Visiting Downpatrick Head Mayo on a day trip from Galway.
I have to admit, this whole not being able to travel malarkey really had started to get me down. You see travel is in my soul, it is quite possibly a part of my DNA makeup and I had just spent 5 years unable to travel due to Lyme disease so I was more than ready to get back to exploring and make up for lost time. Covid 19 has not been kind to the travel industry. But then I quickly told myself to cop on! I am lucky enough to live in one of the most beautiful countries in the world and thankfully no-one I know has been infected with or lost their life to Corona virus so stop moaning and go out and rediscover Ireland. There are so many things to do in Ireland but I decided on a day trip from Galway to visit Downpatrick Head on the coast of County Mayo.
Downpatrick Head Mayo had been on my bucket list for years and I really don’t know why I didn’t visit sooner. Located about 5km just outside of Ballycastle it is about a 2 hour drive from Galway. People come from all over the world to drive the Wild Atlantic Way and you can even get a Wild Atlantic Way passport at your local post office and get stamps for the places that you have been. It costs €10 but I think it is a lovely way to track your progress around the Irish coastline. Now that Ireland has finally opened up for domestic travel it is time to discover what is beyond your back garden and follow the legendary coastal trail that is open once more for both exploration and relaxation. It’s time to rediscover Ireland.
Downpatrick Head Walk
On a clear day you can see the dramatic sea stack at Downpatrick Head from the nearby Céide Fields Visitor Centre. Visiting Downpatrick Head in Mayo certainly rivals the far more famous Cliffs of Moher in County Clare as an experience of nature in the wild. Follow the Wild Atlantic Way signposts to a gravel car park. From there it is a short walk on an incline across rough grass to the cliffs. (I struggled a little with this due to my muscle problems after Lyme but it was managable. It was no problem for a fit Mister Lavin) As always be extremely careful and keep a tight hold of small kids. The cliffs are unfenced and winds can be strong up there.
Downpatrick Head is a majestic place to visit. Jutting out in the ocean and rising almost 40m above the waves, it provides unrivalled views of the Atlantic, including a unique collection of islands known as The Staggs of Broadhaven. The impressive Dún Briste sea stack stands alone in the Atlantic Ocean. From the cliffs edge you can see the different coloured layers of rock and observe the many species of birds that call Dún Briste home. It is a bird watcher’s paradise here!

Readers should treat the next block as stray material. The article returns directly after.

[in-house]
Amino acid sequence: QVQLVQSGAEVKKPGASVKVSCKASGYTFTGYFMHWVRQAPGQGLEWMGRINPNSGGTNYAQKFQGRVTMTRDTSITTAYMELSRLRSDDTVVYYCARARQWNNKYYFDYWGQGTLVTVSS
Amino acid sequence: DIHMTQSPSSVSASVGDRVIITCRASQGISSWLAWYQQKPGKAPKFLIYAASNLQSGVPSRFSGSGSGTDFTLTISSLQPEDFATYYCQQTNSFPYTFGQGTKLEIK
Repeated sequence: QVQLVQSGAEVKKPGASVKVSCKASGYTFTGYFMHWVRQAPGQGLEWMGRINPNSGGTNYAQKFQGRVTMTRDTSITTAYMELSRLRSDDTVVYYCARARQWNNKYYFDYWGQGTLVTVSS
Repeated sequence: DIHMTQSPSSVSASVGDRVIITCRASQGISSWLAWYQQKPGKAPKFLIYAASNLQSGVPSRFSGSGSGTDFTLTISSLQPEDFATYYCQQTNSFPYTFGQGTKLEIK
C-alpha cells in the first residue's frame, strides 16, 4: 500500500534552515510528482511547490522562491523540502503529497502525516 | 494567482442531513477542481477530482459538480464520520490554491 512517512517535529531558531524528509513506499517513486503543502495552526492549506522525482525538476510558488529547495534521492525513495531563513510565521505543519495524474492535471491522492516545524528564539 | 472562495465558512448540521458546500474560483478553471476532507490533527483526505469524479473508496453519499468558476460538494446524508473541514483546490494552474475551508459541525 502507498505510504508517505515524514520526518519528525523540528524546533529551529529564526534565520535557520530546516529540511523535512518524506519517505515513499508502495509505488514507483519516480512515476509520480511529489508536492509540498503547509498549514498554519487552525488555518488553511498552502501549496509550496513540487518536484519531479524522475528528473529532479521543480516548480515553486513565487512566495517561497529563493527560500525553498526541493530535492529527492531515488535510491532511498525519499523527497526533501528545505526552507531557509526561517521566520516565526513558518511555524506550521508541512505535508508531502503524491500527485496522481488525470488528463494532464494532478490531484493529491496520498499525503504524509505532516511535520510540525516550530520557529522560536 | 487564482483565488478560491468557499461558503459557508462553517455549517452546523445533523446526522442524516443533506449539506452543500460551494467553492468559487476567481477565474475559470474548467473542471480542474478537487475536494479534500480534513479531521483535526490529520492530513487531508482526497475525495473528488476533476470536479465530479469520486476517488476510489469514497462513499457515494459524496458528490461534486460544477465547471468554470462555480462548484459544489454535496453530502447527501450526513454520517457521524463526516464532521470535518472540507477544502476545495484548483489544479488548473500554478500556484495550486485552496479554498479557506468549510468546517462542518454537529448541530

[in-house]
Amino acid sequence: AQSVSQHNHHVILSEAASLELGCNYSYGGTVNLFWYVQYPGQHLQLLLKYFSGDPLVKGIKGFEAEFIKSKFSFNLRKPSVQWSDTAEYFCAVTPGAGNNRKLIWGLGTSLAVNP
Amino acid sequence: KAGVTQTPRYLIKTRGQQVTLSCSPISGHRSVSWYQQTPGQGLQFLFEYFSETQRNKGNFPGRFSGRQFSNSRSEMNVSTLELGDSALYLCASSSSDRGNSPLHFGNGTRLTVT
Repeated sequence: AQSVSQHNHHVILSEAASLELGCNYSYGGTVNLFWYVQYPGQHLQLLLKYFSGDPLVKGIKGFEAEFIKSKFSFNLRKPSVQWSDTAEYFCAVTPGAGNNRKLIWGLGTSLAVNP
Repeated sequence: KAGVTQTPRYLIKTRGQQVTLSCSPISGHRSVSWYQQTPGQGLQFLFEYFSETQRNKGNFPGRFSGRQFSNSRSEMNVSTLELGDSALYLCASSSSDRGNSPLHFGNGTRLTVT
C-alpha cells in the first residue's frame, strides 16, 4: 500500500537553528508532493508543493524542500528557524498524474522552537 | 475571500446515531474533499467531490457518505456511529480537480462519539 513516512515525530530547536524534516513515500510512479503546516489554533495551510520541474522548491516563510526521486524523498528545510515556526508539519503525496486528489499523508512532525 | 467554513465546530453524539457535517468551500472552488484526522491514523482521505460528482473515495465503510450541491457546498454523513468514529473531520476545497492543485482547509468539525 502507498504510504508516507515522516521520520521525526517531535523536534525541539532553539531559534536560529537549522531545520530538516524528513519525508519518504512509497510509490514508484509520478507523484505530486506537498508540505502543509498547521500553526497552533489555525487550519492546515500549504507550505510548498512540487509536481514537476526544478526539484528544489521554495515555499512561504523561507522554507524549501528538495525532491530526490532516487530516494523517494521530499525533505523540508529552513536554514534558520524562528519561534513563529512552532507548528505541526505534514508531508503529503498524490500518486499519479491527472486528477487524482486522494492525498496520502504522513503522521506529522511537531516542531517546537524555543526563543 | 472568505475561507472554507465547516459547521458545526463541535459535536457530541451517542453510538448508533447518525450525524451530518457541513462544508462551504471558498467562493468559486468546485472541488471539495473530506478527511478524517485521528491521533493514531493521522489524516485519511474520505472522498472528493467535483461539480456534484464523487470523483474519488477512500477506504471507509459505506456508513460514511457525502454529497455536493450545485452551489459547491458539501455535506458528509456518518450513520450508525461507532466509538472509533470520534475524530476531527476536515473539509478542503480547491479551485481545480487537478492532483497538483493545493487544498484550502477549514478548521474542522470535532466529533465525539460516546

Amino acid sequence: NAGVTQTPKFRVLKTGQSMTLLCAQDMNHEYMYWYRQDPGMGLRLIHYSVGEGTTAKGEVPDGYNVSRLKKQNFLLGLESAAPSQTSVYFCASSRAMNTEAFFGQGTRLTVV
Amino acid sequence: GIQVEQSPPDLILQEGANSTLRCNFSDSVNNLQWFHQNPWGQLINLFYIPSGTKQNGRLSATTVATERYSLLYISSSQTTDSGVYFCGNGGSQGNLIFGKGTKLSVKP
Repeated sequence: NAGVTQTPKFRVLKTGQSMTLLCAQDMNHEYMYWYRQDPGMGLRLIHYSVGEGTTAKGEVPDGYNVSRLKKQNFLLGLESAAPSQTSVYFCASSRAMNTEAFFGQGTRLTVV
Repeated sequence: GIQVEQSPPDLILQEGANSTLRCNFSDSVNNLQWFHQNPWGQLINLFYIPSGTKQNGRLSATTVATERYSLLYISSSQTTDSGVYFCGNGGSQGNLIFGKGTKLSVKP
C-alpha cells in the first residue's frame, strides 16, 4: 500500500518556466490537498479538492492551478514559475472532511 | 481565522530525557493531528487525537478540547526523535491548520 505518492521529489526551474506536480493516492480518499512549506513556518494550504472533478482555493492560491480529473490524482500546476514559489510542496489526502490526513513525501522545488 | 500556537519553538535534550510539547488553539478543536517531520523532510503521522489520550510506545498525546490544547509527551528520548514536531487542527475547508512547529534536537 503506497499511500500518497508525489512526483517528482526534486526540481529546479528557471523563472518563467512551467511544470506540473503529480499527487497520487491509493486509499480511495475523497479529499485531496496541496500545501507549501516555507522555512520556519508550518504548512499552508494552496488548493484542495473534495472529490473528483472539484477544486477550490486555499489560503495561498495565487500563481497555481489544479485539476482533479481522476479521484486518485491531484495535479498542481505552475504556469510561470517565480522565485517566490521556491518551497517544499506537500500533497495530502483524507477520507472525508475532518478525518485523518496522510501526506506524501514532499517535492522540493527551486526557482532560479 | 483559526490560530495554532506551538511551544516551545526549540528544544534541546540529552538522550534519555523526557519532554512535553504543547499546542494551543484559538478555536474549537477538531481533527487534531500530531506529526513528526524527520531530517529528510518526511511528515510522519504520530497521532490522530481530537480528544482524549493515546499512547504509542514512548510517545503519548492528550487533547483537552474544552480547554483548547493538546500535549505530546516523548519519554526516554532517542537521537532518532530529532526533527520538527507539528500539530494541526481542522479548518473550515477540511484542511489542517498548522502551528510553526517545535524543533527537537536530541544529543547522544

Dún Briste means Broken Fort in Irish. According to an old local legend, a Druid Chieftain, named Crom Dubh, lived there. He refused to convert to Christianity so St Patrick struck the ground with his crozier and the stack was separated from the mainland, leaving Crom Dubh to die on the top.
The sea has eroded the headland in the area and spouts up to impressive heights through blowholes which are fenced off for safety. ‘Poll na Seantainne’ is a spectacular blow-hole with a subterranean channel to the sea. It is well known in the local history because during the 1798 rebellion 25 men, Irishmen and French soldiers, lost their lives taking refuge on the ledge at the bottom. Unfortunately the tide came in before ladders could be replaced to get them out. There is also the remenants of a World War II lookout post to explore.
In addition to the natural scenery and wildlife, Downpatrick Head is home to the ruins of a church, holy well and stone cross, which together mark the site of an earlier church founded by St Patrick. Ireland’s patron saint is also honoured with a statue that was built in the early 1980s. Given its religious associations, Downpatrick Head was once a popular destination for pilgrims, who came here each year on the last Sunday of July, known as ‘Garland Sunday’. Today that tradition lives on, and mass is still celebrated at Downpatrick Head on that same day.
The landscape at Downpatrick Head is so unique with mounds of green bubbly soft grass. I am really beginning to think that we should invest in a drone to take even more beautiful images for you guys, because this place would look amazing from above.
A trip to Downpatrick Head will be a memorable one. We had such a lovely day and stopped in Foxford on the way home to visit the Foxford Woolen Mills. All of that fresh sea air had us craving fish ‘n’ chips so we picked up a takeaway and found a little wrought iron bench in Foxfood to eat al fresco.
If you are looking for some more Irish inspiration, I have written a blog post on staycations in Northern Ireland cities and I highly recommend a weekend getaway in Kilkenny and other staycation Ireland ideas.
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Until next time you crazy kids!